"If you simply convert or replace a fossil fuel vehicle with an electric one, you're only reducing emissions a small amount," says Frank Kelly, the director of the Environmental Research Group at King's College London. "If we really want to reduce emissions we need many fewer vehicles on the road."
Though the effects of air pollution are largely inescapable for all the city's residents, children are particularly vulnerable. Studies have highlighted their risk of developing severe pneumonia or wheezing illnesses, and suppression of lung function.
"They're most at risk essentially because their lungs are less developed," says Daniela Fecht, a research fellow at London's Imperial College. "Because of their height, they're also usually closer to the emission source."
To communicate the severity of today's air pollution, the city's mayor, environmental non-profits, and scientists have honed in on the danger it poses to children's health. Friends of the Earth, Living Streets, and Client Earth—all environmental non-profits consulted for this article—operate air pollution campaigns aimed at children. Grigg and Fecht are only two of a growing number of academics conducting studies aimed at better understanding how air pollution harms children.
And in May of 2018, Khan announced the creation of a £1 million fund to improve air quality in 50 of the worst affected schools in the city. The fund may involve closing roads, moving playgrounds and school entrances, as well as technical measures such as improved ventilation systems and installing indoor air filters.
"I'm doing everything in my power to protect children in London from air pollution," Khan announced. "Air pollution is a national crisis that is putting the health of children at risk."
Timi Thompson, a Nigerian immigrant whose children attend school in East London, says the mayor's push is beyond necessary. "The situation is getting worse, and our kids cannot protect themselves," he says.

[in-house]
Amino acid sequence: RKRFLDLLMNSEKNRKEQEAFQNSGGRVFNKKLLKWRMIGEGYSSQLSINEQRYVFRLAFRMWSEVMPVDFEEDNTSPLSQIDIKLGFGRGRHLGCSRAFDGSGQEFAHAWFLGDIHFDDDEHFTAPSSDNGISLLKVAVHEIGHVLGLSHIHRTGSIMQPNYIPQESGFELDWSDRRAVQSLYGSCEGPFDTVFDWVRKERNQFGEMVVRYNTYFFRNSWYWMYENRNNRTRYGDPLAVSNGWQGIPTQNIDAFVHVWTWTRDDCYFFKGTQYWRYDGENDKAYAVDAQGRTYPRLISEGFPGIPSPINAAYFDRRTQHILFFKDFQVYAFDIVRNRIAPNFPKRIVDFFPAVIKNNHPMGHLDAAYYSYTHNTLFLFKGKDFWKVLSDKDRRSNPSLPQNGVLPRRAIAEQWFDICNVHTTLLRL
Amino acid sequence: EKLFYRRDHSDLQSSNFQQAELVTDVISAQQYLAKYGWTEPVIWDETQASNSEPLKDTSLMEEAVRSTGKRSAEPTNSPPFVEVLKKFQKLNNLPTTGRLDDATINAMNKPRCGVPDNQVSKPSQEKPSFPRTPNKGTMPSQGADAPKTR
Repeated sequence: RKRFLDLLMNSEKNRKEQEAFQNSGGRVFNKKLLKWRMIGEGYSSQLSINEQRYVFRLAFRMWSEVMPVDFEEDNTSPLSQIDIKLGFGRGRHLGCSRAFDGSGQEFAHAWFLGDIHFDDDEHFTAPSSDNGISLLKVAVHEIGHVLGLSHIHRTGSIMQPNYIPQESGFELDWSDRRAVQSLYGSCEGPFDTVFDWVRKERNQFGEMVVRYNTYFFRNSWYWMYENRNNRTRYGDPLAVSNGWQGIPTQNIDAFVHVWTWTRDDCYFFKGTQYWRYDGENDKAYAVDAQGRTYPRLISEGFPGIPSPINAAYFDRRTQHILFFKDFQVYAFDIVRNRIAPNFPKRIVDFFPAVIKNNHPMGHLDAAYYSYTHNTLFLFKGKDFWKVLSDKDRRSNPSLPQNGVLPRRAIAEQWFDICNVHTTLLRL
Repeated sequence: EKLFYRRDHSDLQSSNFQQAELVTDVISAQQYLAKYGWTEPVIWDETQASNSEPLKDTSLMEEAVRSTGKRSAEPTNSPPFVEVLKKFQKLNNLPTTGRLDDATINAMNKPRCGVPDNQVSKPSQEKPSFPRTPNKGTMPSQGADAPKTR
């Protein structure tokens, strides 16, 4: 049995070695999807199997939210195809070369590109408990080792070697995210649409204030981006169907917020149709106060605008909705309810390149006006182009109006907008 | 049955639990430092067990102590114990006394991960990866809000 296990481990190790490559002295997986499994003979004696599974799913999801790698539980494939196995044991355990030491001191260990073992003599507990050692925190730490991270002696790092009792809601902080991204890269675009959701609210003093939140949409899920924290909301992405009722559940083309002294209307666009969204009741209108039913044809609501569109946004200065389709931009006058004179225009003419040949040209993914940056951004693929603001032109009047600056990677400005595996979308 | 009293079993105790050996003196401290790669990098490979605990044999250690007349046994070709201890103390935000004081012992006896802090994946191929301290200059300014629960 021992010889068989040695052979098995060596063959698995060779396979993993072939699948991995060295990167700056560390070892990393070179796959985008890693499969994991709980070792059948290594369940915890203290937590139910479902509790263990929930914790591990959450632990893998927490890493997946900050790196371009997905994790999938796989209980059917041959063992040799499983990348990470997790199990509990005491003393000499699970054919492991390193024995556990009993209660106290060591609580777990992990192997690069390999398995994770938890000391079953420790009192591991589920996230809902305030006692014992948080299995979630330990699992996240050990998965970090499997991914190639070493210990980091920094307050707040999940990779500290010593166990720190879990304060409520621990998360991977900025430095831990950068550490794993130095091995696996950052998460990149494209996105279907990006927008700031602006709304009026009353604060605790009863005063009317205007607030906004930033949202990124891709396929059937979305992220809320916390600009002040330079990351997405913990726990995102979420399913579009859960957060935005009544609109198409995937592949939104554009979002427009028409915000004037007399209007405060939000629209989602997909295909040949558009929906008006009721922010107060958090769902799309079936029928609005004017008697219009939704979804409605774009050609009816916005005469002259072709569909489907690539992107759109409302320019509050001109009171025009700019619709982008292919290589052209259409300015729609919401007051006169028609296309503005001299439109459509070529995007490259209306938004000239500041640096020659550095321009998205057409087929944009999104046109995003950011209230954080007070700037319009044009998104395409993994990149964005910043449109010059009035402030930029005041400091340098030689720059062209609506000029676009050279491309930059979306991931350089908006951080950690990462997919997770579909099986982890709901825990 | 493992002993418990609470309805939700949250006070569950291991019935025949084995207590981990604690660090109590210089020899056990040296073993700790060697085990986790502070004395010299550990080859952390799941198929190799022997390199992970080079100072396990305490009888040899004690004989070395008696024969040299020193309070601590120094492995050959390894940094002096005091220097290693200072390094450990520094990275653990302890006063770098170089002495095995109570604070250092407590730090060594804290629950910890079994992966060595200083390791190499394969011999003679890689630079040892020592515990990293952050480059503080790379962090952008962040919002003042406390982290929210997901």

Children have become the unofficial martyrs in London's war against air pollution, and while that outsized focus from environmental groups has raised awareness across the capital, some worry that it obscures the effects of air pollution on marginalized groups. Immigrants and the city's poor, a large number of whom are non-white, live in some of the city's most polluted neighborhoods in East London. In a study conducted at Imperial College London, Fecht found that the worst air pollution levels in the country are found in ethnically diverse neighborhoods, defined as those where more than 20 percent of the population are non-white.
While public campaigns highlighting children abound, there are few that denote poor immigrants and people of color as disproportionate victims of air pollution.
I asked Muna Suleiman, campaigns officer at Friends of the Earth, why the organization's publicity focused primarily on children and not other vulnerable groups. She responded: "The narrative of protecting children's lungs is a very compelling one that anyone would find difficult to disagree with. When you're trying to develop a campaign that speaks to everyone, it's stronger to bank on something that is more universal and more uniting than dividing."
Holly Smith, a policy and research assistant at the organization Living Streets, agreed that focusing on children was a useful publicity tactic, but that the sole focus represented a "complete lack of intersectionality." She added: "I think it's right to talk about children, but it's not right to only talk about children."
Selina Nwulu, a writer and environmental activist in London, says she believes the lack of attention to minority communities is not new nor a surprise.
"If people were to pay attention to this, they'd have to pay attention to poor housing conditions and the highly polluted areas that many people of color live in, poor facilities they have access to, the lack of green spaces, and more broadly the segregated demographics and structural inequalities in this country," she wrote. "Environmental justice is not a stand-alone issue, and I don't think many people want to engage with this."
This story was funded by the Pulitzer Center on Crisis Reporting. Rohan Naik is a Pulitzer Center student fellow from the Yale Program on Climate Change. More of Naik's reporting can be found here.